When I was hired by Iron.io, they hired me as a intern Software Engineer. I was applying for a position that was originally meant to be for a full-time Software Engineer, but I asked if I could be an intern instead, as I still wasn’t confident in my engineering abilities. I’m still not.
While I am working on some software engineering tasks, I feel like the title isn’t a good representation of what I do. I also help out with marketing, for example. And I think my biggest contribution to the company, to date, has been documentation and developer advocacy.
These are not areas I’ve had much experience in, but they’re things I have found I enjoy immensely. When we made the decision that our old documentation needed to be retired (I prefer “euthanised” or “shot in the face and then burned to be 100% sure it never returns”), I started to get more serious about researching the fledgling field of developer experience.
Matt Cutts, of Google’s spam-fighting team, said that being able to code is akin to having a superpower in today’s society. And he’s right. It is becoming increasingly obvious that developers are a desired asset in pretty much every corner of our society today.
The ability to write code is pretty much a super power in today’s society.— Matt Cutts (@mattcutts) February 22, 2012
But every Batman needs an Alfred, and every developer needs a developer advocate. Alfred doesn’t give Batman new powers or enhance his powers in any way; rather, Alfred’s purpose is to give Batman more time to use his powers, by removing unecessary and mundane time-sinks that Batman would have had to deal with.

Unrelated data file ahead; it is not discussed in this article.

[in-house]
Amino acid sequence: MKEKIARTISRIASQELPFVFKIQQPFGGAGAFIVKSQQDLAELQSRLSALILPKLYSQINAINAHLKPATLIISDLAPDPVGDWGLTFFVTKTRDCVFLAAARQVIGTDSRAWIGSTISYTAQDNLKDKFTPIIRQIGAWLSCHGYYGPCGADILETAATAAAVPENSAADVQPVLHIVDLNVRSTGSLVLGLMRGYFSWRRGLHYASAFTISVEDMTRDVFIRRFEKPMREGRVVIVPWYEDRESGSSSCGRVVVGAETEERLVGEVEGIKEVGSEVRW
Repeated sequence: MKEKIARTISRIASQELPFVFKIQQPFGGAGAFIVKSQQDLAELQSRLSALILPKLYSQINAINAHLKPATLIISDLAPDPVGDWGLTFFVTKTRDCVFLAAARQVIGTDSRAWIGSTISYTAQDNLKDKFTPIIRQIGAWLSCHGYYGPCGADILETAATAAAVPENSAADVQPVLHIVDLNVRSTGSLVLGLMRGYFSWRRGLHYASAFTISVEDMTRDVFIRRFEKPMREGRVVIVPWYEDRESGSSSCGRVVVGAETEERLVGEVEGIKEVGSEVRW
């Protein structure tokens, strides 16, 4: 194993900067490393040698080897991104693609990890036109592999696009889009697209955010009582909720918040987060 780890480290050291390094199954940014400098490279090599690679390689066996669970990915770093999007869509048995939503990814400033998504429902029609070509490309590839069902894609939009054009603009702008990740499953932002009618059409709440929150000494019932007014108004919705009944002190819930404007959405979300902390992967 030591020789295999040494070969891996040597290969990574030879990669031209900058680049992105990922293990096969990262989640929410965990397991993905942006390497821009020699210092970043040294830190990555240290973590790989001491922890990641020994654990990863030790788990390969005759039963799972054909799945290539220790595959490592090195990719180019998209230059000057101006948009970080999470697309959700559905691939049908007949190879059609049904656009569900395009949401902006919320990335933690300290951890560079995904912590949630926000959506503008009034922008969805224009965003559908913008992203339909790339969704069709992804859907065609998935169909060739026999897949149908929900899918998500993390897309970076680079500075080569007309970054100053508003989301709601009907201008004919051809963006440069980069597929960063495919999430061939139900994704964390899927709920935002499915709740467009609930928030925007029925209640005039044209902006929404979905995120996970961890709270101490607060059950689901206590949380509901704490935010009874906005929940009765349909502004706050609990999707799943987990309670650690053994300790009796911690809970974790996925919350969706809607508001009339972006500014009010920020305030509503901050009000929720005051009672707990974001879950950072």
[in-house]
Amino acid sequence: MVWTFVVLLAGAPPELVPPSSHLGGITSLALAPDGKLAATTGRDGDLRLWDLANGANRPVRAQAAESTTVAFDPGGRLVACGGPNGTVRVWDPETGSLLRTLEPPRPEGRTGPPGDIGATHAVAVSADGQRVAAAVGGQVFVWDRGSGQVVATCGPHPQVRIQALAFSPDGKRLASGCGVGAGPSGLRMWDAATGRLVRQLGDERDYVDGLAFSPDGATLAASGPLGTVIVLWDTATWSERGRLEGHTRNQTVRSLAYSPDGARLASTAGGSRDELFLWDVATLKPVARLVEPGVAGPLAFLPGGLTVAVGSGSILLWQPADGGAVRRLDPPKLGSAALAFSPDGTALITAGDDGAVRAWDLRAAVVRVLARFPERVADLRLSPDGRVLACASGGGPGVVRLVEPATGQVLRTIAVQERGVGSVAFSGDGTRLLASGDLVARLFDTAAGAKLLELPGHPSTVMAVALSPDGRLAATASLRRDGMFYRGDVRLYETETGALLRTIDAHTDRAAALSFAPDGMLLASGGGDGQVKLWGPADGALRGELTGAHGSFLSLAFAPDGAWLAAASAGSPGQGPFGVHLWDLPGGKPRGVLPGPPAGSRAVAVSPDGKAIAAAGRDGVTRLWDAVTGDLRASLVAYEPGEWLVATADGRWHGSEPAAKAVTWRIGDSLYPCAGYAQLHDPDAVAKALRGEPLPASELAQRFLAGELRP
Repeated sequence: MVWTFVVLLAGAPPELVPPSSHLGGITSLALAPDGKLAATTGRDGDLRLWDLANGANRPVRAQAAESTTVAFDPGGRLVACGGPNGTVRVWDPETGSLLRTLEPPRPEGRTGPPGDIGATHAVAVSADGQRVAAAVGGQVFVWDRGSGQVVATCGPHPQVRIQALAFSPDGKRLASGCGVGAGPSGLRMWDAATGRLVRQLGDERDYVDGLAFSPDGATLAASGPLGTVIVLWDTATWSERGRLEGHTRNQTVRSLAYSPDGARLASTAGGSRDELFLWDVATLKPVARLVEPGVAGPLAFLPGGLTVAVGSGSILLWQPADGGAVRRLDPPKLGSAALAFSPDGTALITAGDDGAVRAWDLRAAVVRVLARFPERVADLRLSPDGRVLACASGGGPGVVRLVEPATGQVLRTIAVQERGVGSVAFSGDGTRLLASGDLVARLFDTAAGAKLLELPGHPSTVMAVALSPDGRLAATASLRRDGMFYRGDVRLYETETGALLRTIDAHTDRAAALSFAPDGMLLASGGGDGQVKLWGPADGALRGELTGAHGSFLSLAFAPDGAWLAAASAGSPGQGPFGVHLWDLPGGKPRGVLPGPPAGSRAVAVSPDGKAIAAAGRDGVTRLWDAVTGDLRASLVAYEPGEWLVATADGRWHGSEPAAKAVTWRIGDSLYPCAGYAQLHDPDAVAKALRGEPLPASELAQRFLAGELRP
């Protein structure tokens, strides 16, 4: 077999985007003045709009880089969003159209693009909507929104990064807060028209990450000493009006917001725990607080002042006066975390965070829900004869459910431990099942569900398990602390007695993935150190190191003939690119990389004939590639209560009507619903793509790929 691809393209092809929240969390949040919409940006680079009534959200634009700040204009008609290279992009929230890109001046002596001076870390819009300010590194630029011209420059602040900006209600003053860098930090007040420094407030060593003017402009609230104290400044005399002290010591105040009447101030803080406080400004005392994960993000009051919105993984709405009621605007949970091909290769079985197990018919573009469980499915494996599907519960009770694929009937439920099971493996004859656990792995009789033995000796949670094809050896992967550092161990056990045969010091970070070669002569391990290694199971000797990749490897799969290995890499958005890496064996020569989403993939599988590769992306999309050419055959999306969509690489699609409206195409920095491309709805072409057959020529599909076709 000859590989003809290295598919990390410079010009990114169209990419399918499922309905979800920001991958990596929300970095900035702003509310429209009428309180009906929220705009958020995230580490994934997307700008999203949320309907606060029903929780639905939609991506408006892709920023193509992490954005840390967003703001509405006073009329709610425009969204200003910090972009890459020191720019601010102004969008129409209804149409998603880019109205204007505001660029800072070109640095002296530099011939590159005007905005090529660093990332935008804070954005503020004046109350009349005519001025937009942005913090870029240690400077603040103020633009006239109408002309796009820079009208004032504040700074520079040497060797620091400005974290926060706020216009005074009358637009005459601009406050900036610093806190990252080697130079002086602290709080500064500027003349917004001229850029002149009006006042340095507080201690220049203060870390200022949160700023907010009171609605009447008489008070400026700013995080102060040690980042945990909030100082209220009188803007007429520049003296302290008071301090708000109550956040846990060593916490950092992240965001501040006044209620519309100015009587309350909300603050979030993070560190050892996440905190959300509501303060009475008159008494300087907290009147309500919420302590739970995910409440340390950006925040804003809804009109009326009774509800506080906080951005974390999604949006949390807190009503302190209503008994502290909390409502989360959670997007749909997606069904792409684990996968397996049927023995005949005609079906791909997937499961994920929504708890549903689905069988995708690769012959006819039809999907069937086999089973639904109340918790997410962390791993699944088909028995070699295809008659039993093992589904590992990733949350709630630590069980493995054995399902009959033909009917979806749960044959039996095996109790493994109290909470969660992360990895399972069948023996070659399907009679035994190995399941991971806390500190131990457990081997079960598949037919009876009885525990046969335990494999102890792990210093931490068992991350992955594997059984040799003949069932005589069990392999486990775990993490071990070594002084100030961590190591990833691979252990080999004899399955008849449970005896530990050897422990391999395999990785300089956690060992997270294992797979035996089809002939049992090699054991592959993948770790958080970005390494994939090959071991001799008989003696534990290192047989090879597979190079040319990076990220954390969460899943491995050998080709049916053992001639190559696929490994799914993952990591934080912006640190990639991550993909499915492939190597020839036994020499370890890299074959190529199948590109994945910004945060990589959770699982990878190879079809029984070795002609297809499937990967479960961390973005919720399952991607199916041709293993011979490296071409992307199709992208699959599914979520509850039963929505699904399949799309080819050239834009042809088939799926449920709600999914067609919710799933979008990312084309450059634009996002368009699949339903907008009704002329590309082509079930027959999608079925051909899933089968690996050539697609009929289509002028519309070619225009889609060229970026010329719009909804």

When I realised this, I started measuring the work we were doing at Iron in our developer support. I wasn’t measuring based on the lines of code that developers produced, I wasn’t even measuring based on the usage our platform got. Developers, like Batman, have really only one job: to kick ass. So I started measuring how long it took developers to kick ass using our system, and tried to decrease that time in whatever way I could. And so a new unit of measurement was born: Ass Kicked Per Minute.
At first, we could gain huge improvements in our Ass Kicked Per Minute
scores. Things like refactoring our navigation to be more intuitive. We
had a golden rule: if I can’t get where I want to be in two clicks, it’s
wrong. We rewrote a lot of our documentation from scratch, focusing on
completeness and accuracy. While we do have a public support chatroom,
I regard every developer that winds up there as a developer I’ve failed.
My next goal is to declare war on scrolling; scrolling is an imprecise,
wasteful navigational technique, and the less users have to do it, the
better. This means
position: fixed is my friend.
But now our Ass Kicked Per Minute scores need to be fought for. Maybe we can only shave a half of a second off a common task. It’s absolutely still worth doing, because that’s a half a second that criminals are taking purses from little old ladies, otherwise.
I get to stand in front of a room full of amazing college students in a couple weeks and talk to them about our products. And when I introduce myself and explain what I do, I have every intention of being honest:
“I spend a whole lot of time trying to save you a few seconds. And it is the best possible use of my time.”